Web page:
I may be the only person who’s not become worshipful of Obama’s speech on race and religion and who finds it more disturbing the more I think about it. But then, I am.
At its core, his speech is more not less divisive. For his real message about Jeremiah Wright and his words was: It’s a black thing; you wouldn’t understand.
By putting himself in the position of explaining and justifying Wright and thus his association with him, Obama may have repudiated Wright’s worst words but he explained them as the product of a racial experience rather than racism.
Then he tried to dig himself out of the hole he dug for his white grandmother by calling her “a typical white person” and, worse, by saying that such typical white people are scared of black people. His spokesman made it no better when he said to Huffington Post that “her fears were understandable and typical of those often shared by her generation.” So now the Obama campaign finds itself in a position of not only explaining and justifying Wright’s racism but also whites’ racism and calling it understandable. Now it’s a white thing; you wouldn’t understand.
This is not ending separation. And the pity of that is that Obama could have done the opposite, which is what I wished for in my post the other day. He could have declared himself an American of every race, thus no race. That was his promise when he emerged on the national scene in his Democratic convention speech. Nick Kristof reminded me of it yesterday:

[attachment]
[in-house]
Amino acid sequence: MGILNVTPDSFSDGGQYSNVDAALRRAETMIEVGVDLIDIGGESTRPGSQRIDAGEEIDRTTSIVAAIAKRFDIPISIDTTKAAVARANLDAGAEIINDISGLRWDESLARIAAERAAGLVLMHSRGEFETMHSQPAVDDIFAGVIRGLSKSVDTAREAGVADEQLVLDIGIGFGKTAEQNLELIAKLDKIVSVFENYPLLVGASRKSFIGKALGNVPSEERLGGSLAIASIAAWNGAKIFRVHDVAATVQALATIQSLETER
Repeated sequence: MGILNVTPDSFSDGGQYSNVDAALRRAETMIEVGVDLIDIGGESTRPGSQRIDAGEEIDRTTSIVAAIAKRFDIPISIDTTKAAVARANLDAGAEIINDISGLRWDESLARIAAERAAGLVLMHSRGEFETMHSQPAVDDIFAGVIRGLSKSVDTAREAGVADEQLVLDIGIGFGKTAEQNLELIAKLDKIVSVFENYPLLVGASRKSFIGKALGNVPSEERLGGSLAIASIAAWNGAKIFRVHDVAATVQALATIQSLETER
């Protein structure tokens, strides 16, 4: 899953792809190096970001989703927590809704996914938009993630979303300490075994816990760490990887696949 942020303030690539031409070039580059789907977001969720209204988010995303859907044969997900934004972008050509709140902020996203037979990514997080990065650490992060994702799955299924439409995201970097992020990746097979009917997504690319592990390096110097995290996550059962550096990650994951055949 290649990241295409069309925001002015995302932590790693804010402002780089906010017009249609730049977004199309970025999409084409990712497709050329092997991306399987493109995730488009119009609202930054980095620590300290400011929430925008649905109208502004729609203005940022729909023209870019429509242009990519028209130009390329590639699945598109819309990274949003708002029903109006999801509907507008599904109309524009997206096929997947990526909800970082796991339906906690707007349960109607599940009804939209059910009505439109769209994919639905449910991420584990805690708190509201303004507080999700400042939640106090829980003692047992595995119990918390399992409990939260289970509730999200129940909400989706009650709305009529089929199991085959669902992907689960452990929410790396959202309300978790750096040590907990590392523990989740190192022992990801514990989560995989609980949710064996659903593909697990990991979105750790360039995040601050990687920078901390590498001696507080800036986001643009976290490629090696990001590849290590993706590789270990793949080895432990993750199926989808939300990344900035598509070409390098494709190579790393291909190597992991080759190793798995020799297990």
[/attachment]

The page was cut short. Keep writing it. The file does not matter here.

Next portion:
In that speech, Mr. Obama declared that “there is not a black America and a white America… . There’s the United States of America.” That’s a beautiful aspiration, and we’re making progress toward it. But this last week has underscored that we’re not nearly there yet.
Nor is Obama.
The discussion is reaching an absurd level as the Obama campaign gives The New York Times a picture of Bill Clinton meeting Jeremiah Wright in the White House, as if a meeting is an endorsement and mind meld. This morning, Matt Lauer on today gasped that this came on 9/11 — but not that 9/11; it was a few years earlier — and in the height of the Monica Lewinsky scandal. Then Joe Scarborough said that it’s rather ridiculous to attack your opponent because her husband once met with the minister you’re defending.
I know the popular thing to do is to gush over Obama’s speech. I’m hearing no criticism and little analysis of it in media or conversation. So maybe it’s just me. I wouldn’t understand.